In As You Like It, who plays the most crucial role?

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Celia plays a very important role in As You Like It. She helps to define Rosalind, both in her strengths and her weaknesses. She serves to illustrate one of the forms of love Shakespeare is exemplifying. She provides the initial heroism that Rosalind can only adopt after she has transformed to image to that of Ganymede. Celia provides the dramatic vehicle for explaining the backstory of the play: she explains the events that occur years before the play opens. Also, her conversation serves to let the audience know Rosalind/Ganymede's thoughts of and feelings toward Orlando.

    ... let me stay the growth of his beard, if
    thou delay me not the knowledge of his chin.

    It is young Orlando, that tripped up the wrestler's heels and your heart both in an instant.

    Nay, but the devil take mocking: speak, sad brow and
true maid.



    Alas the day! what shall I do with my doublet and hose? ... Did he ask for me? Where remains he?
How parted he with thee? and when shalt thou see him again? Answer me in one word.

One of Celia's most crucial roles is setting the example for and teaching Rosalind to be brave and courageous, which Rosalind learns to do fairly well once she is in man's clothes, a device Celia did not need in order to find her courage. Yet, there is one strong objection to saying Celia is the most important and crucial character in the play. That objection is that aside from helping Rosalind/Ganymede express herself about and set up her pretence with Orlando, Celia has relatively little to do after they reach the Forest of Arden. It seems Celia is so taken with a domestic shepherdess's and cottager's life that she has little time to spare for Rosalind, who now seems less worrisome to Celia.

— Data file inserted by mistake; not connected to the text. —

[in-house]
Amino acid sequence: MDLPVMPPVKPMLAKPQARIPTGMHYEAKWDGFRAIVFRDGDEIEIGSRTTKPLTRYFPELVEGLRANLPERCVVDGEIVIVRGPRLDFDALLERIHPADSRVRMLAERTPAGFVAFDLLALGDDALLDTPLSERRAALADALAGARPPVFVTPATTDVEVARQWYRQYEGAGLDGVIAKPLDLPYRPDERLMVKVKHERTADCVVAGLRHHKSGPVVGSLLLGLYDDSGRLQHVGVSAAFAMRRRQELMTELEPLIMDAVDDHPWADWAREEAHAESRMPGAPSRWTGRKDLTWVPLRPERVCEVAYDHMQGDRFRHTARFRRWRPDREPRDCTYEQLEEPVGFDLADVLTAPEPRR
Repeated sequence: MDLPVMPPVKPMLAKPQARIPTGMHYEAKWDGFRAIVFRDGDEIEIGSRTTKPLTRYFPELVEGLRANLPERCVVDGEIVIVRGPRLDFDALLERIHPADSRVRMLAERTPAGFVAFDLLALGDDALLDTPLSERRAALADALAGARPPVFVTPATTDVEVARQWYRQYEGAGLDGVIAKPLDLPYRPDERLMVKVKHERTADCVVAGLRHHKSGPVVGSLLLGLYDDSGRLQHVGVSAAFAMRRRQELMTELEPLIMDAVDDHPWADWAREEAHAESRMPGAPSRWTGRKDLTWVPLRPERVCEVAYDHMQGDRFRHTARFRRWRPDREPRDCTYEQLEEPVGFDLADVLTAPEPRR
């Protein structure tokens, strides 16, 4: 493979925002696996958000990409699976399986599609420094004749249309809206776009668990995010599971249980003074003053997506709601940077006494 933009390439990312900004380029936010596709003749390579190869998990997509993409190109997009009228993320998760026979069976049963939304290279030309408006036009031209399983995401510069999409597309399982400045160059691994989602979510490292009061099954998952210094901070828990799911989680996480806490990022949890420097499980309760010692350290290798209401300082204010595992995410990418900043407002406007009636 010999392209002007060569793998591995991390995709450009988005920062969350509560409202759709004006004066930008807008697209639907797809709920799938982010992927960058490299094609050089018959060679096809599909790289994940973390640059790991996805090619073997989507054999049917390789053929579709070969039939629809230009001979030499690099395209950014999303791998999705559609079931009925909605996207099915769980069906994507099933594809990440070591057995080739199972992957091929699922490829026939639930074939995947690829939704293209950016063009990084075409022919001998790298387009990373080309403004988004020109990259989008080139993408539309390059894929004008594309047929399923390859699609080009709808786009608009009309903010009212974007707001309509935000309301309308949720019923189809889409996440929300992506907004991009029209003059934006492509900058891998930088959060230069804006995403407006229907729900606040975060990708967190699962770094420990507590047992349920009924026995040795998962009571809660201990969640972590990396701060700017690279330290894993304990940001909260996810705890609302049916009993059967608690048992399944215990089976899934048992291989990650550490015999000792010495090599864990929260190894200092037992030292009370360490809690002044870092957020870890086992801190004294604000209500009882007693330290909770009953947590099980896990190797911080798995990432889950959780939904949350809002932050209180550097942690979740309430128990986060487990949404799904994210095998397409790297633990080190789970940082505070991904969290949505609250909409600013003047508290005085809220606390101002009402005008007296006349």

In actuality, despite Celia's very significant role and influence on Rosalind, the most important character is Rosalind, regardless of her sullen, fearful faults. Rosalind represents the hero of As You Like It, Orland is not the hero, though Frederick and Oliver are certainly the villains. If you analyze the dominant role Rosalind has before she is exiled (when she is Celia's focus of attention) and analyze her behavior toward the pastoral citizens of Arden Forest, you will see that there she takes the hero's role in solving problems, ending disputes, setting wrong behavior right and bringing about a joyful resolution. For these reasons, Rosalind is the most crucial and important character although she would never have amounted to anything without Celia's love, teaching, encouragement, and good example of selfless courage.

    No: let my father seek another heir.
    Therefore devise with me how we may fly,
    Whither to go and what to bear with us;
    And do not seek to take your change upon you,
    To bear your griefs yourself and leave me out;
    For, by this heaven, now at our sorrows pale,
    Say what thou canst, I'll go along with thee.

    Why, whither shall we go?

    To seek my uncle in the forest of Arden.

    Alas, what danger will it be to us,

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